The Tea Party

By | Updated July 15, 2016 7:42 PM UTC

It’s called the Tea Party, but you’ll never see it on a ballot. It’s an amorphous movement favoring small government, gun rights and tax cuts and it’s been a force in U.S. politics since it helped Republicans win the House in 2010. Its political skills and outside money mobilized a strain of discontented conservatives that has pulled the Republican Party to the right. At the same time, its anti-incumbent fervor, aversion to any compromise with Democrats and organizational savvy has bedeviled Republican Party leaders.

The Situation

While the Republican’s likely nominee for president, Donald Trump, doesn’t share Tea Party views on issues like cutting government benefits, he did choose an early Tea Party supporter, Indiana Governor Mike Pence, as his vice presidential running mate. Some Tea Party bloggers still found fault with Pence’s record on free trade and immigration. The movement has a history of turning on Republicans. It was behind the primary election defeat of House majority leader Eric Cantor in June 2014 after he voted to raise the debt ceiling. Then the group’s Congressional sympathizers, organized under the Freedom Caucus, rebelled against John Boehner, the man they’d helped make House speaker in 2010, because he wasn’t sufficiently aggressive in his dealings with House Democrats and President Barack Obama. Boehner resigned as speaker in September 2015. While the Tea Party calls itself “a spontaneous force” and touts support from small donors, significant factions are bankrolled by millionaires and billionaires. Its core beliefs tend to lean toward libertarian strains. Various factions don’t always agree with one another, particularly on issues like immigration. Many in the movement hold positions that overlap with the religious right, though Tea Party groups are more likely to quote the U.S. Constitution than the Bible.

The Background

The Tea Party’s birth is often listed as Feb. 19, 2009, during the depths of the recession. That morning, CNBC’s Rick Santelli summoned memories of the Boston Tea Party, the 1773 revolt by American colonials against British taxation without representation. In a rant from the Chicago Mercantile Exchange, he asked why Americans should have to “subsidize the losers’ mortgages” by propping up Fannie Mae and Freddie Mac. Traders around him began cheering. “We’re thinking about having a Chicago tea party in July,” Santelli continued. The fuse was lit and local activists began using the Internet to organize. During the summer of 2009, angry conservatives began disrupting public meetings held by Democratic members of Congress with complaints about health care reform, energy policy and the bailout of the auto industry.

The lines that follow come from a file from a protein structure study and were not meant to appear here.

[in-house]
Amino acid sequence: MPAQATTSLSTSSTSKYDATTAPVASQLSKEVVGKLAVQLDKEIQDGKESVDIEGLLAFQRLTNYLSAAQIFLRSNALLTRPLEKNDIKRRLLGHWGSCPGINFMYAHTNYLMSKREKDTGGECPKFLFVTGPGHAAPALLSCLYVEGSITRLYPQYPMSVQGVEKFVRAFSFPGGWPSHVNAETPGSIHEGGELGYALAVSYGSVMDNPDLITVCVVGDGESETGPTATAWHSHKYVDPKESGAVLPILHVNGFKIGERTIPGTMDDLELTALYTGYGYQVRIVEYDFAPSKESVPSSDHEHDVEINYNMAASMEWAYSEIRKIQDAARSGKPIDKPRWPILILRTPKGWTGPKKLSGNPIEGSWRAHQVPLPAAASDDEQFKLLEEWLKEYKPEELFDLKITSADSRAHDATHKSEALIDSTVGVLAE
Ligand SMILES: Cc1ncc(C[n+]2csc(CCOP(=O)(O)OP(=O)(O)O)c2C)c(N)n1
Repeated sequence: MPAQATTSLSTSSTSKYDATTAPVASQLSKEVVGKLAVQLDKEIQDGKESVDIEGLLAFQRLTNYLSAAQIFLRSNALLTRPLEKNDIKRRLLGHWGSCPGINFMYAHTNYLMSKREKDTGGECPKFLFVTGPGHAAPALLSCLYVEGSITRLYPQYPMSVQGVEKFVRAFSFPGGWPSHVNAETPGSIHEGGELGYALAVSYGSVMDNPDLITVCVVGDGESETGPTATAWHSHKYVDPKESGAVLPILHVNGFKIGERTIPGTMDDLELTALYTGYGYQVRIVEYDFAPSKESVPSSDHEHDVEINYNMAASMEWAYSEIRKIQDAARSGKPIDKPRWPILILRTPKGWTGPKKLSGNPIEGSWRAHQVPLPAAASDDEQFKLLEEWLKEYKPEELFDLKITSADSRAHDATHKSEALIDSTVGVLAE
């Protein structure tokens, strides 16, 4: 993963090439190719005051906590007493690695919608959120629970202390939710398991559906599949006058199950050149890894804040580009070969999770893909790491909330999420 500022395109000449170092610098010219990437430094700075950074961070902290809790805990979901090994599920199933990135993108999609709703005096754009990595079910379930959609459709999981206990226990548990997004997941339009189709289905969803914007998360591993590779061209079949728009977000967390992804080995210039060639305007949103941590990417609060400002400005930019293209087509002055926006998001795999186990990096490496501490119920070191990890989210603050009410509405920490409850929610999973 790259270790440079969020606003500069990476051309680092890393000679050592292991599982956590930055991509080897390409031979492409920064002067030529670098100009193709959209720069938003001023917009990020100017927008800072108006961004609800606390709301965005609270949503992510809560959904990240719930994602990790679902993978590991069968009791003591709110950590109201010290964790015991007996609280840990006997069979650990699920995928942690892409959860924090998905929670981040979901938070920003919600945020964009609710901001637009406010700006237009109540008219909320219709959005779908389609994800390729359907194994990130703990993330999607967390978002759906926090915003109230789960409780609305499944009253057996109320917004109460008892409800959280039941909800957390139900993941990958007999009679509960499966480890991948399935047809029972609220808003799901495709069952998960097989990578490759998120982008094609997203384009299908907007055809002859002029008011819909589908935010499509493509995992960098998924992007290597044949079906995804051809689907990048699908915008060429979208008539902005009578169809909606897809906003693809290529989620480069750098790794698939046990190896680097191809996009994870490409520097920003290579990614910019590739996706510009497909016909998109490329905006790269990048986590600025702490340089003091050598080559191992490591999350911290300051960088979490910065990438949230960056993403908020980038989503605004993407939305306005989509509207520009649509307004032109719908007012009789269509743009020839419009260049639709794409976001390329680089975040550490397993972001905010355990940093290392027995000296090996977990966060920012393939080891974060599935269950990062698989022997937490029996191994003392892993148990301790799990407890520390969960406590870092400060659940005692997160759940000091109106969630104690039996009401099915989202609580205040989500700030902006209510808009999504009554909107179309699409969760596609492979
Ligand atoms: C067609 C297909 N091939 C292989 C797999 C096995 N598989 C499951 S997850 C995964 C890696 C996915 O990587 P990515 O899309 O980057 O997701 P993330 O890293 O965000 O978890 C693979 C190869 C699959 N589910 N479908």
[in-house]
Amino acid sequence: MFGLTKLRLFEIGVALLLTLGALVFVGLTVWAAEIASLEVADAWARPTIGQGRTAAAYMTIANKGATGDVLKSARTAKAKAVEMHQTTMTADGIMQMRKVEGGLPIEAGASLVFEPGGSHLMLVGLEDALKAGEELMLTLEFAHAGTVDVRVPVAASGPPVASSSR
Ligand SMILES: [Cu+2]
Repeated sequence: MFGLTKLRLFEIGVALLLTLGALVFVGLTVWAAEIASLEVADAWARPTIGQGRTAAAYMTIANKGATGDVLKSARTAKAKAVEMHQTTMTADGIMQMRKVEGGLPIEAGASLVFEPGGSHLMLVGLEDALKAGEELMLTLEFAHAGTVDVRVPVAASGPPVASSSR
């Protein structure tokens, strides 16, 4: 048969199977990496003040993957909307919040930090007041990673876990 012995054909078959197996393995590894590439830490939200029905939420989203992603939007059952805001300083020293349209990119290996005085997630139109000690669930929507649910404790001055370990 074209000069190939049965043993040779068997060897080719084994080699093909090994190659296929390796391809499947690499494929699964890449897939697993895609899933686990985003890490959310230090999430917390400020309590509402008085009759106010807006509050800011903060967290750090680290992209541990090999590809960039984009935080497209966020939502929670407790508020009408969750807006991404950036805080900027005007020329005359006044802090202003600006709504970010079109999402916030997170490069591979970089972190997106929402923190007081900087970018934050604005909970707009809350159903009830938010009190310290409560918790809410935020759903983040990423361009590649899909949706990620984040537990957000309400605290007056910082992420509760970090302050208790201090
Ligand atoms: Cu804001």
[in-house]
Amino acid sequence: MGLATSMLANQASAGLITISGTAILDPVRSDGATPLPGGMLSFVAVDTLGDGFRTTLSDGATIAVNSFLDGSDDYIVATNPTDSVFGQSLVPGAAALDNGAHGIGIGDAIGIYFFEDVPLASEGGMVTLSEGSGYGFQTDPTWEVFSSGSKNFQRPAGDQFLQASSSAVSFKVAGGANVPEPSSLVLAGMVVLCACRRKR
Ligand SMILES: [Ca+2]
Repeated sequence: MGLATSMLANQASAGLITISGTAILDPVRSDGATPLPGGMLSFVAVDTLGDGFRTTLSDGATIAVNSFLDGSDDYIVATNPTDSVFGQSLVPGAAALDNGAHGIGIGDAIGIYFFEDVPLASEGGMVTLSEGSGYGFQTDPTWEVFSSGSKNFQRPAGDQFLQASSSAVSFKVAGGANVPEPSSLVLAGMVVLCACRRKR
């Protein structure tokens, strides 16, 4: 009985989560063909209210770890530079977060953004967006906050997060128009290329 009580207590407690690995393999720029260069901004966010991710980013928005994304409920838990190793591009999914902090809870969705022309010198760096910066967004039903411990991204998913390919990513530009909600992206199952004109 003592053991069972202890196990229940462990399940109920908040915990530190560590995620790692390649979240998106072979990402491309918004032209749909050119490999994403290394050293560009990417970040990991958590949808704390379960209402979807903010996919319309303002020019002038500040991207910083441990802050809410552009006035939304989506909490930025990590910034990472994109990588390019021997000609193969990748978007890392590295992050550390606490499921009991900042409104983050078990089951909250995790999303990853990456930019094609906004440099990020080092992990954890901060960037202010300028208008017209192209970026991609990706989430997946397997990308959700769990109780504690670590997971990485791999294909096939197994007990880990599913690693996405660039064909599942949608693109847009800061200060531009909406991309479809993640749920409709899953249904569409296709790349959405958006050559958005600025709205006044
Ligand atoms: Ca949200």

The Argument

Democrats and some establishment Republicans see the Tea Party as an obstructionist fringe willing to go to destructive extremes to get its way, even shutting down the federal government. They also cite the Tea Party’s opposition to raising the federal debt ceiling, immigration-law revisions and farm legislation as examples. Among Tea Party adherents, deal-making and compromise are often equated with weakness and a dereliction of constitutional obligations. They say their perseverance has narrowed the federal deficit and kept spending down. In 2014, the business and establishment wing of the Republican Party was able to nominate candidates it wanted on ballots because the Tea Party brand has tarnished with time. It was blamed for the unpopular government shutdown in 2013 and for backing weak candidates who kept Republicans from winning the Senate in 2012. In November 2010, arguably the movement’s high point, 32 percent of Americans surveyed by Gallup said that they considered themselves Tea Party supporters. That number had fallen to 17 percent by October 2015.

The Reference Shelf

  • Cato Institute pollsters concluded in 2013 that the Tea Party is a libertarian movement focused on economic rather than social issues.
  • From Bloomberg Businessweek, “The Tea Party’s Pyrrhic Victory.”
  • A Washington Post article: “Has Donald Trump revived the tea party? Not quite.”
  • The National Review declared the Tea Party dead in January 2016. 
  • An American Spectator article makes the case that Andrew Jackson was the first Tea Party president.

Annie Linskey contributed to the original version of this article. 

First published June 17, 2014

To contact the writer of this QuickTake:
John McCormick in Chicago at jmccormick16@bloomberg.net

To contact the editor responsible for this QuickTake:
Anne Cronin at acronin14@bloomberg.net